Leila Ahmed was appointed to the Women's Studies in Religion professorship at Harvard Divinity School in 1999, and is the first person to occupy that chair. Prior to her appointment at HDS, Leila had been professor of Women's Studies and Near Eastern Studies at the University of Massachusetts in Amherst since 1981.
While at the University of Massachusetts, she was director of the women's studies program from 1992 to 1995 and director of the Near Eastern studies program from 1991 to 1992. In 1992, she was a distinguished visiting professor at the American University in Cairo. In 1997, she was elected to a life membership at Clare Hall in the University of Cambridge.
Her latest book, A Border Passage, has been widely acclaimed. Her other publications include the books Women and Gender in Islam—The Historical Roots of a Modern Debate and Edward William Lane—A Study of His Life and Work and of British Ideas of the Middle East in the Nineteenth Century, and many articles, including "Arab Culture and Writing Women's Bodies" and "Between Two Worlds: the Formation of a Turn-of-the-Century Egyptian Feminist."
Christine E. Gudorf
Christine E. Gudorf received her B.S. from Indiana University and her M.A., MPhil, and Ph.D. degrees in religious social ethics from Columbia University in a joint program with Union Theological Seminary. Dr. Gudorf taught at Xavier University in Cincinnati from 1978-93 and at Florida International University from 1993 to the present. She has also taught in graduate programs as a visiting professor at Temple University, St. Mary's Seminary of the West (Cincinnati), Seattle University, Pacific School of Religion, Seminario San Jose (Cajamarca, Peru), St. Michael's College (Vermont) and Gadjah Mada University (Yogyakarta, Indonesia). She is the co-editor of the Journal of the Society of Christian Ethics, and she is on the editorial board of both the Journal of the American Academy of Religion and the Journal of Religious Ethics.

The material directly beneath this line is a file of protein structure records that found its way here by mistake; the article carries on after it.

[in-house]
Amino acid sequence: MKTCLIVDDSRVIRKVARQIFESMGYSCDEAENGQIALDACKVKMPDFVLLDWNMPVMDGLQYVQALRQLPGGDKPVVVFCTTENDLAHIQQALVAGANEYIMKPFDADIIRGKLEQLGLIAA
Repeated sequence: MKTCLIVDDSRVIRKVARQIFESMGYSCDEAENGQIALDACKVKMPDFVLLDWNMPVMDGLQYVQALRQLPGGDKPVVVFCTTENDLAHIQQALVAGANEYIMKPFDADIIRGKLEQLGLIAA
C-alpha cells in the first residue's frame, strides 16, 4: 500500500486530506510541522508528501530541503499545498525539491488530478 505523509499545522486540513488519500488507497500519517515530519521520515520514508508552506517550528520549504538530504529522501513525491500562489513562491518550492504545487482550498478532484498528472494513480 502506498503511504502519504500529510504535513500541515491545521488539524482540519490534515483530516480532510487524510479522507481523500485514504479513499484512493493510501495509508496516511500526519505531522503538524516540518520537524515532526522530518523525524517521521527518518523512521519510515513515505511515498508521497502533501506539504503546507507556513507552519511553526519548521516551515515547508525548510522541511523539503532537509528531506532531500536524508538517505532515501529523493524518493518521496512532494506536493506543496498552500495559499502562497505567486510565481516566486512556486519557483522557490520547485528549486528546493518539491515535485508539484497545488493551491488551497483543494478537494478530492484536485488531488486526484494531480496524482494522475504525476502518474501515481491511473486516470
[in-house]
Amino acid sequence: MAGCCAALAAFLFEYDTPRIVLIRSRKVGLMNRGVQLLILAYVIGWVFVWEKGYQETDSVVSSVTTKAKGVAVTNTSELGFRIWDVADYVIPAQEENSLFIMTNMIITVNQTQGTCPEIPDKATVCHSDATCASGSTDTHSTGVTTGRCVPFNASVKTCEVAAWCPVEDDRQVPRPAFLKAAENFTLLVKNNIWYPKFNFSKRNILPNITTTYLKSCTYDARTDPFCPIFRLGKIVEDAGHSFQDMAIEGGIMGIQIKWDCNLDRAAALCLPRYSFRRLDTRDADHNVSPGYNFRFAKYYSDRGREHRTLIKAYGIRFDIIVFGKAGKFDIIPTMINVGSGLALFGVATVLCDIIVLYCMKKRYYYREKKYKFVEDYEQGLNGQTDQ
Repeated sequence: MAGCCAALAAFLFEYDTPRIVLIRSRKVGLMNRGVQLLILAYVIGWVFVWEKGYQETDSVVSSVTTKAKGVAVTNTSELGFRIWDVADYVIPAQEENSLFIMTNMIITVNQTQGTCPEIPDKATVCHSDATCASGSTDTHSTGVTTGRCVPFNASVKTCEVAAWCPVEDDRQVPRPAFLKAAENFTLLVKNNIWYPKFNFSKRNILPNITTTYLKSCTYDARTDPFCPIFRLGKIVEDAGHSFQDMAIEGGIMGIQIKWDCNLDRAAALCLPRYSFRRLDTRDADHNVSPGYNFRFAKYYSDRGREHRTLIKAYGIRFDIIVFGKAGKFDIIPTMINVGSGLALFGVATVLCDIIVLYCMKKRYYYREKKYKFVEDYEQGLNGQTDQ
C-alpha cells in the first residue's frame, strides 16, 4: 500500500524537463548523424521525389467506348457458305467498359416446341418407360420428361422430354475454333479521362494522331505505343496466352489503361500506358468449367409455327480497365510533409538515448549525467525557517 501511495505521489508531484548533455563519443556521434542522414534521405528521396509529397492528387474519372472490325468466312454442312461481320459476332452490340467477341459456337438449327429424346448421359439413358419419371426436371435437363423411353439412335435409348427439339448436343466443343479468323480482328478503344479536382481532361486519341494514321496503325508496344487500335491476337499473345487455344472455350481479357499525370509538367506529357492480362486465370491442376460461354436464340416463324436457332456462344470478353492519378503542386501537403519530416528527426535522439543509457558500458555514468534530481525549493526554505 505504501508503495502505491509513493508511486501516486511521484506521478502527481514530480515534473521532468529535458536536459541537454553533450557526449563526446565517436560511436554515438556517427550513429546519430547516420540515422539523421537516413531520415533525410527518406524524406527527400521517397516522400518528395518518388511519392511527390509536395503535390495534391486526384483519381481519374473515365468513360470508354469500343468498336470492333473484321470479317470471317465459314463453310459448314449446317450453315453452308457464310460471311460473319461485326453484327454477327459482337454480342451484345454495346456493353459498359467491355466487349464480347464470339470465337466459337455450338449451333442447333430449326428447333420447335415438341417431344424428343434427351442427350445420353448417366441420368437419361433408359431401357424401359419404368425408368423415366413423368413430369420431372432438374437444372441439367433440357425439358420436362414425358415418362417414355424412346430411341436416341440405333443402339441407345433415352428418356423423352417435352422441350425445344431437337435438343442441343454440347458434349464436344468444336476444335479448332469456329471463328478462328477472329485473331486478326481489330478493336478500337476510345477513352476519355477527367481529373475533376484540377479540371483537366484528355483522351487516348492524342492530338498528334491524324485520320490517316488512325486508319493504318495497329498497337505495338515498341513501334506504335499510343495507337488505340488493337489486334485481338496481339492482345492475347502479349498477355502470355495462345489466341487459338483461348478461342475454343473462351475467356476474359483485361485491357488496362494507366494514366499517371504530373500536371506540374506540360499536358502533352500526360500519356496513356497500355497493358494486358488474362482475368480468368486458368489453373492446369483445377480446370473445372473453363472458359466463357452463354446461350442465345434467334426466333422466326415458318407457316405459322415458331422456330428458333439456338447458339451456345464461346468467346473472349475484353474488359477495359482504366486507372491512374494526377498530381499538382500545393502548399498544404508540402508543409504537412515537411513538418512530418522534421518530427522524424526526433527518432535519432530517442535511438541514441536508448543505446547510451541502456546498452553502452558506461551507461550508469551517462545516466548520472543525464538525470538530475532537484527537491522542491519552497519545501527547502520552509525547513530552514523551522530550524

Gudorf's dissertation, Catholic Social Teaching on Liberation Themes (University Press of American, 1980), identified major themes in feminist, Black and Latin American liberation theologies and traced them through a century of Catholic social teaching. She co-edited the first collection of work in feminist ethics, Women's Consciousness, Women's Conscience (Winston-Seabury, 1982), and has integrated a feminist approach to ethics into subsequent writing, including Christian Ethics: Case Method Approach (Orbis 1987/94, co-authored), Victimization: Examining Christian Complicity (Trinity Press International, 1992), Body Sex and Pleasure: Reconstructing Christian Sexual Ethics (Pilgrim, 1994), Ethics in World Religions (Orbis, 1999, co-edited) and Boundaries in Environmental Ethics (Georgetown University Press, 2003, co-authored).
She has published in the Journal of Feminist Studies in Religion, the Journal of the American Academy of Religion, the Journal of Religious Ethics, Cross Currents, Interpretation, Second Opinion, Horizons, and many others, as well as many chapters in books, including over a dozen volumes of the most referenced feminist collections.
Since preparations for the 1994 UN Conference on Population and Development in Cairo began in the early nineties, Gudorf has increasingly worked on international feminist issues especially in the developing world, which has involved the role and status of women in world religions. She taught Gender in World Religions as a Fulbright Senior Scholar in Indonesia in Spring 2002, and lectured extensively on related topics in feminism throughout Indonesia. She will return to Indonesia in 2003 as a Fulbright Serial Scholar.